On Tue, Mar 29, 2005 at 08:23:38PM -0500, Daniel Berlin wrote:
> > > Also, I don't like the implementation technique. This is the same
> > > technique that svn log --limit used to exit early. The problem is that it
> > > leaves the connection useless afterwards (mostly thinking of svnserve
> > > here). We should consider designing the protocol in such a way that we can
> > > exit gracefully, so that other users than libsvn_client could use it,
> > > without having to punt on the RA session.
> > >
> > How about adding a "max revisions" parameter? The client can always
> > restart where it left off if it wants more revisions. Choosing a number
> > like 20 would remove ~95% of the latency of roundtripping for each
> > revision, without leaving the client to drain the firehose of 10000
> > changelog revisions.
> I'm not sure what you guys are suggesting.
> You guys understand that the error is returned when we discover we've
> blamed all the lines necessary to present to the user before we hit the
> oldest revision they request. This happens when, for example, an entire
> file is replaced in some revision.
What we're suggesting is that whether or not an error is returned, it
would be nice if the connection could be left in a reusable state.
As an aside, perhaps an extra output parameter could be used to indicate
the nature of the completion, rather than a distinguished error code?
It isn't really an error at all; in fact, it's a good thing!
> IE you request blaming for revision 0-1000,
> We discover, after getting to revision 950, that all the lines have been
> There is no need for us to continue to get revision 0-950.
> So unless you are saying i should have blame be requesting revisions in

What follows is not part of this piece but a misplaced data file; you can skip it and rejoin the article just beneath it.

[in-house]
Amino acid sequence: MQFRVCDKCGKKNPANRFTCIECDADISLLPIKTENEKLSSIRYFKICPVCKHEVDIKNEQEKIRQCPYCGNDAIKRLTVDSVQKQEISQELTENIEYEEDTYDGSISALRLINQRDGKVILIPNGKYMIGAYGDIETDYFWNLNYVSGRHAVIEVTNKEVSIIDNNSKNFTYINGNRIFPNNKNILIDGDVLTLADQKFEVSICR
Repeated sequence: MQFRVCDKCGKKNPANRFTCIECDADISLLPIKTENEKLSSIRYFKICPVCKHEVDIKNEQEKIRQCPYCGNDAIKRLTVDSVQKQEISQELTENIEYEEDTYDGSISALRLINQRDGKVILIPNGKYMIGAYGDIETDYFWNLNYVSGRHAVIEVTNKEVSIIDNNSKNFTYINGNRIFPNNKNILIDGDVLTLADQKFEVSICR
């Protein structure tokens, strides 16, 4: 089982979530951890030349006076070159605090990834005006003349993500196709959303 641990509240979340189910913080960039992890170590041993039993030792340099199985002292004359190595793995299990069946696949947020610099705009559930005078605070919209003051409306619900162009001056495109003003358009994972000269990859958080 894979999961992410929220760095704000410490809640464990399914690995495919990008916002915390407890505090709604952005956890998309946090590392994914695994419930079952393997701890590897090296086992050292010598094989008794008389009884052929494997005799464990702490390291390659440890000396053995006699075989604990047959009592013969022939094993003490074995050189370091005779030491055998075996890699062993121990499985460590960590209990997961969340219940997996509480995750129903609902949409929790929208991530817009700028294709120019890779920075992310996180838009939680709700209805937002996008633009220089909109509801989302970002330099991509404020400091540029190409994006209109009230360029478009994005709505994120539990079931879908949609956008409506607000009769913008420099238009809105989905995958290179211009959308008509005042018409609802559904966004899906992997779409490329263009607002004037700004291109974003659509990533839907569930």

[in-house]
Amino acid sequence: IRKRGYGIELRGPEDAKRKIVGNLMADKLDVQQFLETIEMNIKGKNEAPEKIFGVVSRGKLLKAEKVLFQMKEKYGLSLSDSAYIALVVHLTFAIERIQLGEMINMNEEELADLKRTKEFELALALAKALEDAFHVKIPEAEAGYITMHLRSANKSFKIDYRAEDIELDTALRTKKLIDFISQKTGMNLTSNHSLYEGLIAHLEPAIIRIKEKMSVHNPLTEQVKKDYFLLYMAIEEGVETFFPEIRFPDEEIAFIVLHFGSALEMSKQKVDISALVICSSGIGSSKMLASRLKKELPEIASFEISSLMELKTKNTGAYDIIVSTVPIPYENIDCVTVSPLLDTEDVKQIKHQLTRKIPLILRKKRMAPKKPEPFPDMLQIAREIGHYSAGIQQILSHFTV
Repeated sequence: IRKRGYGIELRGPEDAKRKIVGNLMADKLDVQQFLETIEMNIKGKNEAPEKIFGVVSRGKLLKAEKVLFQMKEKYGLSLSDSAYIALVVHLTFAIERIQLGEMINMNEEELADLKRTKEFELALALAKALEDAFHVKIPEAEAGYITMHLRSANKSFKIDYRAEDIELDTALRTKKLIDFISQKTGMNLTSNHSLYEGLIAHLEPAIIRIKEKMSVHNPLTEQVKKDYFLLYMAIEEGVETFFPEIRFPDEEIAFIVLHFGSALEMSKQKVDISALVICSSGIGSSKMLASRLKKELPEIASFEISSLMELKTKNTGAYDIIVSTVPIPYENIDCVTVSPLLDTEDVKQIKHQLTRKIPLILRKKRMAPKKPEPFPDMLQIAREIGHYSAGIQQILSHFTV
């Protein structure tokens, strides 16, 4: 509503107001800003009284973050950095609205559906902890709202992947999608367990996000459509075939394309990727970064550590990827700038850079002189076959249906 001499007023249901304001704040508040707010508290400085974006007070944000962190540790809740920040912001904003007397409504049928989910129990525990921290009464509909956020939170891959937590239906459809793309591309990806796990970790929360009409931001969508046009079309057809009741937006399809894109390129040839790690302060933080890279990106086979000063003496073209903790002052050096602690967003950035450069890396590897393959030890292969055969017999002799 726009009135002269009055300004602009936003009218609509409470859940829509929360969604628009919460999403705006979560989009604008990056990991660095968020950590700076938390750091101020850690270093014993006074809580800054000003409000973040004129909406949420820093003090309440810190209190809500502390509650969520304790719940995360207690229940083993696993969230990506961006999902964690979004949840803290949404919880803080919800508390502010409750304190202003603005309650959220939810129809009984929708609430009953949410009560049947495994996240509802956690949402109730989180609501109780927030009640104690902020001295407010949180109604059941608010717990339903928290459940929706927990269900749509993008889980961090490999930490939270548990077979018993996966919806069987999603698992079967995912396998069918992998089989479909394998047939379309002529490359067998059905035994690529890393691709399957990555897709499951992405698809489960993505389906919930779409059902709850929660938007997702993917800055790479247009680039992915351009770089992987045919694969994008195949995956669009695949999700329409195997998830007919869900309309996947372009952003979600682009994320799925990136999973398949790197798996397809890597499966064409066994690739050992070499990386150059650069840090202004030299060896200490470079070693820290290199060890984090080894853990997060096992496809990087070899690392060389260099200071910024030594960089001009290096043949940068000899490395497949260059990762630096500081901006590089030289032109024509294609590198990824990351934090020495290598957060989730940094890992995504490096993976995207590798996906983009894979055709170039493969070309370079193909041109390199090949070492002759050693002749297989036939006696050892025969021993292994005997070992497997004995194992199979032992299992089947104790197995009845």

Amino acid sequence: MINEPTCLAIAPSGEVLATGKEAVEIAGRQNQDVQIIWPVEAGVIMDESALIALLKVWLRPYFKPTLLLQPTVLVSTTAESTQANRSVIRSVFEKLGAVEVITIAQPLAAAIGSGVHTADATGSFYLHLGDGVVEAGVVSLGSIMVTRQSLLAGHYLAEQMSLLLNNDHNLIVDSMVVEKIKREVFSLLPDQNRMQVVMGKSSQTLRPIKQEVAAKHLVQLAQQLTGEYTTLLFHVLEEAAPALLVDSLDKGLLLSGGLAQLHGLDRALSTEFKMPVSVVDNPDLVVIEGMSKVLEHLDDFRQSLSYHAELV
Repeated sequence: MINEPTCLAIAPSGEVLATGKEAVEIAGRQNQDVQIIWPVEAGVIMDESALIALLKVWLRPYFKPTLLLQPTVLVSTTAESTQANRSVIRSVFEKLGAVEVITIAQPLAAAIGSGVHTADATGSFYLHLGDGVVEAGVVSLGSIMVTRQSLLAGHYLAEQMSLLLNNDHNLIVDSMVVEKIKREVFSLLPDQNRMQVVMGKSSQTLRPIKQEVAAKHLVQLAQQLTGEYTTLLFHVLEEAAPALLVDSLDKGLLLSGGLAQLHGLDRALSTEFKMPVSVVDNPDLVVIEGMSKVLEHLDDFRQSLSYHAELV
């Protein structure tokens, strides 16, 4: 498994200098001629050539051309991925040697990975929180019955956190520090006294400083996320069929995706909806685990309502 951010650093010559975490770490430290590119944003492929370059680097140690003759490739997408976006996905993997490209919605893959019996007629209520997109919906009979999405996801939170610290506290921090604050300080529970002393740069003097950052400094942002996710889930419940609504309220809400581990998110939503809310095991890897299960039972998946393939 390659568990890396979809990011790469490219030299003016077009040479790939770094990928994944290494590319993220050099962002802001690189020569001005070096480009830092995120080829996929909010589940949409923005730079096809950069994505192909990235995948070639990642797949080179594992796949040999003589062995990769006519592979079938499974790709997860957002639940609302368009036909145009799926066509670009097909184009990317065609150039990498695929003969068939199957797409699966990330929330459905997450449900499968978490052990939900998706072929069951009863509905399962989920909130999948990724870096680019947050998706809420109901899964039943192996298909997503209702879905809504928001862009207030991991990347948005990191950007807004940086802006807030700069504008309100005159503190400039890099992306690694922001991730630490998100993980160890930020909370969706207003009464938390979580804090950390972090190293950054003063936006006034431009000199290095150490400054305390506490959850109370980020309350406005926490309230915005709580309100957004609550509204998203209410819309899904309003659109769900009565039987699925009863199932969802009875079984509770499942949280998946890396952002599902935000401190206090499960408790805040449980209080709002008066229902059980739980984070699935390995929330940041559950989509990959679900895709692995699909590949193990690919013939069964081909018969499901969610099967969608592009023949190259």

> batches of 100 or something (I'm not sure how slow this is) and just eat
> the extra 50 revisions (which still seems like a waste), there's no
> "good" way to handle this other than
That's exactly what I was suggesting, except that I was thinking 20.
I suppose the client could adaptively adjust the batch size based on
the rate of blame convergence or something, but I'll bet some number
between 20 and 50 works pretty well most of the time.
> 1. notifying the server
> 2. just dropping the connection.
> 1 would require asynchronous handling of some sort, would it not?
Yes, so it's a non-starter.
> The server will be in the middle of sending us a report (in the case of
> dav), or sending us the file-revs data, and i don't believe any of those
> have provisions to handle getting data sent back in the middle.
Right. But draining the pending data is much better in certain
scenarios than dropping the connection. By passing a "max revcount"
parameter, a tighter limit is placed on the amount of pending data
that would need to be drained.
It also might make sense to make the drain/close behaviour a parameter;
the svn command-line client could happily close the connection and
return control to the user more quickly, while libraries that would
rather not abandon the connection could get the other behaviour.
Another nice thing about the reverse blame is that it can notify
a UI as lines are blamed; that means that a GUI could actually fill
in blame info incrementally.
To unsubscribe, e-mail: firstname.lastname@example.org
For additional commands, e-mail: email@example.com
Received on Wed Mar 30 04:16:38 2005